The Bank of England cuts its key rate by a half percentage point to 1.5%, the lowest level in the bank's 315-year history, marking the latest in global policy makers' efforts to fend off the threat of deep recession.This is one measure of the depth of the current recession:
315 years is a very long time. 1929 was eighty years ago. 315 years ago it was 1694. England and Scotland unified 13 years later - and BOE's interest rate was higher than it is now.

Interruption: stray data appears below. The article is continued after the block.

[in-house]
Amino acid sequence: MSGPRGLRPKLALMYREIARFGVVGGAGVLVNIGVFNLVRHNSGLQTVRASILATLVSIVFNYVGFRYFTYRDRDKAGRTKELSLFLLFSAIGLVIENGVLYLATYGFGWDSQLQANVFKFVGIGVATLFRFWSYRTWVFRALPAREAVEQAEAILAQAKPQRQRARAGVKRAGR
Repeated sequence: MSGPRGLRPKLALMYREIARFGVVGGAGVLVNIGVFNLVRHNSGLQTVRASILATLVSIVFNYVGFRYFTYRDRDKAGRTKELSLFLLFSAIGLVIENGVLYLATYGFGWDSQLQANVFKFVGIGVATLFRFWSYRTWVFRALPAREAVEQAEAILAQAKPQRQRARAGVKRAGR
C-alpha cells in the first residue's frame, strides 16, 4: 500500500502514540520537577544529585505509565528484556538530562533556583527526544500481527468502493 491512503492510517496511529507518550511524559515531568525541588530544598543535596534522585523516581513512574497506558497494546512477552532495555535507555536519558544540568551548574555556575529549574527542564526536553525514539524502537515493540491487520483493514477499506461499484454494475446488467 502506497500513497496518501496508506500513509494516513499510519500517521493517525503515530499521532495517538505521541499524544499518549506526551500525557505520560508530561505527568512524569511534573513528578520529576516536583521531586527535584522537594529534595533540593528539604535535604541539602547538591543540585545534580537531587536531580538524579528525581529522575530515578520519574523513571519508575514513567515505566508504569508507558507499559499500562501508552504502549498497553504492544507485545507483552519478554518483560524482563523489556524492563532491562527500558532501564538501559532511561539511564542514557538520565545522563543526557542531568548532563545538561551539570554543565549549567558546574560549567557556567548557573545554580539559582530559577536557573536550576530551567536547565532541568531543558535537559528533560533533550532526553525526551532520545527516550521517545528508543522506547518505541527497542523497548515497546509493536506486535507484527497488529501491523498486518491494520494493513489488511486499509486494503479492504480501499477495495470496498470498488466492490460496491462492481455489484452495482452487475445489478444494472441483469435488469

Bank of England records show that from April 1719 until May 1822 -- a period that included the U.S. Revolutionary War and the Napoleonic wars -- rates held steady at 5%. As Britain joined World War War I in early August 1914, on the other hand, U.K. rates fell sharply, from 10% to 5% in a week.